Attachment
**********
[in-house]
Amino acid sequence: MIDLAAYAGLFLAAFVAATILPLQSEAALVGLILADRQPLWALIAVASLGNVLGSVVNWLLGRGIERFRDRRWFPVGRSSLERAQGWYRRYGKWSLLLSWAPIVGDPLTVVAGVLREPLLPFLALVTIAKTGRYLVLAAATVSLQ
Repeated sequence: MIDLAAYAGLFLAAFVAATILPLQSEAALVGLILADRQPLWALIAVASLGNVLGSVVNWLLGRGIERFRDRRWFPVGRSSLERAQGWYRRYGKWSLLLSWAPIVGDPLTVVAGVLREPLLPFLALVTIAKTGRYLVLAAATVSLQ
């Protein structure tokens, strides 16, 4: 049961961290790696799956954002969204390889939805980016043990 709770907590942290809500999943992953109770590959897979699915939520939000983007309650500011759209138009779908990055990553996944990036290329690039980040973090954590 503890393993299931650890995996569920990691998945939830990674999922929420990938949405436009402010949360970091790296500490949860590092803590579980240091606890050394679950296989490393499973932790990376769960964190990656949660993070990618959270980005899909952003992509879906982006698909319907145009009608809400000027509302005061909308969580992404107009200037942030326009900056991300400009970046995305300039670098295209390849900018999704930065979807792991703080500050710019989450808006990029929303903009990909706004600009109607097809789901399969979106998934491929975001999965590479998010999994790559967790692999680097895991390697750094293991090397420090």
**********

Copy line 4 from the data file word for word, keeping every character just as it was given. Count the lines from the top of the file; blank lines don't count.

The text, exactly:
């Protein structure tokens, strides 16, 4: 049961961290790696799956954002969204390889939805980016043990 709770907590942290809500999943992953109770590959897979699915939520939000983007309650500011759209138009779908990055990553996944990036290329690039980040973090954590 503890393993299931650890995996569920990691998945939830990674999922929420990938949405436009402010949360970091790296500490949860590092803590579980240091606890050394679950296989490393499973932790990376769960964190990656949660993070990618959270980005899909952003992509879906982006698909319907145009009608809400000027509302005061909308969580992404107009200037942030326009900056991300400009970046995305300039670098295209390849900018999704930065979807792991703080500050710019989450808006990029929303903009990909706004600009109607097809789901399969979106998934491929975001999965590479998010999994790559967790692999680097895991390697750094293991090397420090």